Overview

Overexpression of HER2, known clinically as HER2-positive disease, is observed in 20-30% of all breast cancer cases. HER2-positive breast cancer is generally more invasive, more likely to be aggressively metastatic, more apt to develop resistance to therapy, and more rapidly progressive. Fortunately, the advent of targeted therapeutic agents has vastly improved outcomes for patients with HER2-positive disease, and drug development initiatives are also ongoing. Attendees of this symposium will gain an appreciation of novel treatment approaches in HER2-positive breast cancer, including the emergence of antibody-drug conjugates (ADCs) and their role in shifting the management paradigm. Safety and efficacy profiles of currently-approved ADCs will be reviewed, as will clinical data for ADCs being studied in late-stage trials. Finally, using a challenging, case-based format, symposium attendees will identify key strategies oncology pharmacists can employ in their clinical practice in an effort to combat resistance, impede progression, and ultimately, optimize treatment outcomes for patients with HER2-positive breast cancer.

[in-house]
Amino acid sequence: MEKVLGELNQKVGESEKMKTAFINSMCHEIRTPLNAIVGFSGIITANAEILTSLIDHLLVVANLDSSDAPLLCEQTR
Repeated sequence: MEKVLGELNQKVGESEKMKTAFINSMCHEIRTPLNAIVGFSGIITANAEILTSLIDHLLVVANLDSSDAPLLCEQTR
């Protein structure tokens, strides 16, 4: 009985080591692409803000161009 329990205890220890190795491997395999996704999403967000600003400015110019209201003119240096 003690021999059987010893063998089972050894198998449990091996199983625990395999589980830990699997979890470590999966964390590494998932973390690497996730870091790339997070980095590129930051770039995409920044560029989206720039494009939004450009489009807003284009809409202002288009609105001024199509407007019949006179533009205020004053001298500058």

Speakers

Val Adams, PharmD, FCCP, BCOP

University of Kentucky College of Pharmacy Markey Cancer Center
Lexington, Kentucky View Full Bio

Neelima Denduluri, MD

Virginia Cancer Specialists
Reston, Virginia
View Full Bio

Accreditation

CPE

In support of improving patient care, Creative Educational Concepts is jointly accredited by the Accreditation Council for Continuing Medical Education (ACCME), the Accreditation Council for Pharmacy Education (ACPE), and the American Nurses Credentialing Center (ANCC), to provide continuing education for the healthcare team.

This application-based activity is approved for 1.00 contact hour (0.100 CEUs) of continuing pharmacy education credit (UAN JA0007101-0000-20-006-L01-P).

Other

Creative Educational Concepts, Inc. certifies this activity for 1.00 hour of participation.

Acknowledgement

Presented by Creative Educational Concepts, Inc. (CEC) and supported through independent educational grants from AstraZeneca and Daiichi Sankyo.